“The announcement really worries me for the future of a queer-friendly campus environment for students,” he continues. “When I found out about the merger, I was trying to figure out why it happened, if it had to do with growing student activism. If that was maybe seen as a threat. We don’t know if that was a factor. But I can’t help but wonder.”
Yang is now a Fulbright scholar pursuing an LLM degree at the University of California, Berkeley’s School of Law. He says in addition to worrying about students, he’s concerned about the narrative that will remain about the activism he helped champion on campus.
“I’m a little worried that when we talk about queer issues at Yale-NUS, there can be a narrative that Yale liberated us. That’s not what happened,” says Yang. “It was students here who led the agenda to make a safer, more open space for queer identities. This wasn’t a ‘West saved Southeast Asia’ situation. Students drove this forward, and the Yale-NUS administration supported them.”
The New College, as of this reporting, does not plan to offer gender-neutral housing, which Yang says is part of what troubles him.
“The larger picture is we just don’t know how much autonomy this new institution will have,” he says. “Yale-NUS essentially did its own thing. With Yale’s departure, will this New College still have that? It’s unclear if this new institution will be as committed to diversity and inclusion, especially for queer students.”
He holds out some hope, though, for what comes next in the New College.
“There are planning committees about the merger with student representatives from queer student groups,” says Yang. “So, I hope their needs will be taken seriously. It would be useful if the NUS president and Yale-NUS president also reassured people that the new institution will uphold the values of Yale-NUS.”
To Dr. Bryan Penprase, a founding faculty member at Yale-NUS College and now a professor of physics and astronomy at Soka University, acknowledges the merger’s reasons may still be unclear. But he cautioned against seeing the decision as the Singaporean government clamping down on free expression.
“I think a lot of Americans will jump on a sinister motivation of curtailing academic freedom,” says Penprase. “I don’t agree with that because it oversimplifies the situation. Whether there was good motivation or not, I can’t say for sure. But this is definitely a loss. Any institution is ultimately more than a bunch of courses and faculty lines. It’s a set of shared values. It’s a set of relationships. All that is being shattered.”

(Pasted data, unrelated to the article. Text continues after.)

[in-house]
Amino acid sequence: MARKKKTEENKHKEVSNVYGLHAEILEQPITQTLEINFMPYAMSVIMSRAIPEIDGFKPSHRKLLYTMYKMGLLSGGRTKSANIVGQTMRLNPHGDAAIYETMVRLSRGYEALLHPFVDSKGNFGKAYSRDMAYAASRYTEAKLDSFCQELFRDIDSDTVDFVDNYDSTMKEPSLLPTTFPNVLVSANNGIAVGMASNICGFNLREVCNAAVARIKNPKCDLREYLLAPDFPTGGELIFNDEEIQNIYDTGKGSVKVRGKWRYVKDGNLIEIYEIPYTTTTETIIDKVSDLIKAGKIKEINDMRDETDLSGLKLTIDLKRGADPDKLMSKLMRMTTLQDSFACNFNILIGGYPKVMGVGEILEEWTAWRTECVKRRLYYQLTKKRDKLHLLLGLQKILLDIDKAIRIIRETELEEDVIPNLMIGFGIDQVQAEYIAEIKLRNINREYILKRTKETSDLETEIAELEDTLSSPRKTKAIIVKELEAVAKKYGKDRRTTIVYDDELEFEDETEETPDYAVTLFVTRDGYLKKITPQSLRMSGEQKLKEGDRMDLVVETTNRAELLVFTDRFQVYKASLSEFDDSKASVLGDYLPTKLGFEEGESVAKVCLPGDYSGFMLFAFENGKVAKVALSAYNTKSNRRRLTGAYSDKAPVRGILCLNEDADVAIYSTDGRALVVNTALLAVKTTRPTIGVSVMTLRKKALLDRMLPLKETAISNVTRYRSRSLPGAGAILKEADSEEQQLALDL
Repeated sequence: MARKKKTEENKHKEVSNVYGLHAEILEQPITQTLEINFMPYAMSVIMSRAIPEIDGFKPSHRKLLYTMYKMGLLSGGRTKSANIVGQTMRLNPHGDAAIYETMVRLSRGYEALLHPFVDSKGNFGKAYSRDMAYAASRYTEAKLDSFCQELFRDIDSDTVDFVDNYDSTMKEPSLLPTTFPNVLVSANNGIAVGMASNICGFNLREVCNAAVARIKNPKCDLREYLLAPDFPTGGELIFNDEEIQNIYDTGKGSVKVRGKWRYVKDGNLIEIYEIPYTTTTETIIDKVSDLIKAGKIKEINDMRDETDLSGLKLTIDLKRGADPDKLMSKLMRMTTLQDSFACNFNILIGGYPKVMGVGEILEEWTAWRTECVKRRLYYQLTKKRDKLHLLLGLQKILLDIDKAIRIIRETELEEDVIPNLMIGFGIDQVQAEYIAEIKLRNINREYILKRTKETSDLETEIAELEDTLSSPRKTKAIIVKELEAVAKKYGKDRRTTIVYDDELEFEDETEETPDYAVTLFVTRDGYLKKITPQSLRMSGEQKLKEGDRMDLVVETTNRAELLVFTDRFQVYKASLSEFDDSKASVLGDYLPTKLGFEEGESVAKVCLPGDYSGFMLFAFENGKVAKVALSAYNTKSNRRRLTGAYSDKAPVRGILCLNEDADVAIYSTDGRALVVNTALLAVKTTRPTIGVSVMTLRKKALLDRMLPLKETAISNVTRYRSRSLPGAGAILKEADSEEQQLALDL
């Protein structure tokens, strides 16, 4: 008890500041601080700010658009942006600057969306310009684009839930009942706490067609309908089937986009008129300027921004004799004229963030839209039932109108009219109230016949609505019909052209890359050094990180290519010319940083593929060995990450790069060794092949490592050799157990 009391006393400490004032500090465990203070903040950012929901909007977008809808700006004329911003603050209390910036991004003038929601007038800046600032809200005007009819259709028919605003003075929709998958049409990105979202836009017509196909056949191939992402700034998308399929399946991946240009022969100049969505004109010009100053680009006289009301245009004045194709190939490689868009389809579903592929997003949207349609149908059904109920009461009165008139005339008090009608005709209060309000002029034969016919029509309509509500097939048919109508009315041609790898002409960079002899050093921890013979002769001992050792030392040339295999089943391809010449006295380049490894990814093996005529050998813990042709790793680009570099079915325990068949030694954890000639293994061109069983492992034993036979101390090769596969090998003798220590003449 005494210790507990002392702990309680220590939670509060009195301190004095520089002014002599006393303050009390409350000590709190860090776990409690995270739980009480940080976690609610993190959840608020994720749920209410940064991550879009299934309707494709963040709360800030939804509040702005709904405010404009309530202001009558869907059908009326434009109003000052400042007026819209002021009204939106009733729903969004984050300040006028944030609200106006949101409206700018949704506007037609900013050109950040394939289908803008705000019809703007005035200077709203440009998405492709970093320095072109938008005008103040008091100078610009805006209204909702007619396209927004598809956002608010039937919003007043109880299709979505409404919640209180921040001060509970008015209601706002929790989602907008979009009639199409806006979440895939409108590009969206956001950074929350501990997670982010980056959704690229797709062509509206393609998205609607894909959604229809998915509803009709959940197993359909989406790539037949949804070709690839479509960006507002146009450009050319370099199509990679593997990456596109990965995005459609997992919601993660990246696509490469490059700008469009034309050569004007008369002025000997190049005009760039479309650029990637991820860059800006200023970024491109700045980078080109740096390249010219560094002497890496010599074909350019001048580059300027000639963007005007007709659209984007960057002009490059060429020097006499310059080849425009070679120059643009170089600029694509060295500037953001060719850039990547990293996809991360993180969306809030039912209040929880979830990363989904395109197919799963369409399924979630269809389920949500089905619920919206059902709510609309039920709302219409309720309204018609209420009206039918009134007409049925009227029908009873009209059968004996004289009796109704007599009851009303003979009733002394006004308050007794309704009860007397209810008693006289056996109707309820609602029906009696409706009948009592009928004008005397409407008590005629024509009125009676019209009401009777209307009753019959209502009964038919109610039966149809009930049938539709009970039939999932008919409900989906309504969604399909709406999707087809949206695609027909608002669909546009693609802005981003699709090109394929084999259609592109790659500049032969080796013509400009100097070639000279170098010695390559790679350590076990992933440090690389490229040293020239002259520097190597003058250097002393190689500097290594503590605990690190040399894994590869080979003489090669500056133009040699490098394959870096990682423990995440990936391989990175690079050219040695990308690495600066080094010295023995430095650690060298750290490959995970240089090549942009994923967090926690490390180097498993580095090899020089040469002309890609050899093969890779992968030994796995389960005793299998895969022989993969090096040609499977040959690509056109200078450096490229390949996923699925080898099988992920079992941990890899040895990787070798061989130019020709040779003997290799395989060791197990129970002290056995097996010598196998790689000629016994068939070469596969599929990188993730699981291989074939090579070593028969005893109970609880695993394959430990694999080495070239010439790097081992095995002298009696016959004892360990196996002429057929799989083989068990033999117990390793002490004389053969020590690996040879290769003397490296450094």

“Some of the suspicion is that Yale trained a bunch of free thinkers, and Singapore didn’t like that,” says Dr. Jason Lane, dean of Miami University’s College of Education, Health, and Society. “We don’t know if that is true.
“There is at least a forward-facing effort to try to reflect issues of inclusion on some of these branch campuses as communicated via the home campus, but we all know that these things are very situational,” Lane says. “But at the end of the day, these partnerships are business transactions for an educational model. They either make more money to subsidize the government or they don’t.”
According to Chye’s statement, the finances of Yale-NUS factored into the decision to dissolve the arrangement but were not the main factor. The Singaporean government for years had indeed been subsidizing Yale-NUS, where the tuition was twice as high as that of the much-larger NUS. Yale-NUS had a 1:8 faculty-to-student ratio. At NUS, that ratio was roughly double. Yale-NUS also had been falling short of fundraising goals, reaching less than a quarter of a $300 million target to build up its endowment.
“We don’t know exactly what happened behind the scenes,” says Lane. “We do know a lot of governments invest in these campuses thinking they will become self-sustaining models more quickly than they do. Many branch campuses have closed because they didn’t meet financial expectations. They didn’t bring enough tuition revenue or the government subsidizing the institution did not get enough of a return on its investment.”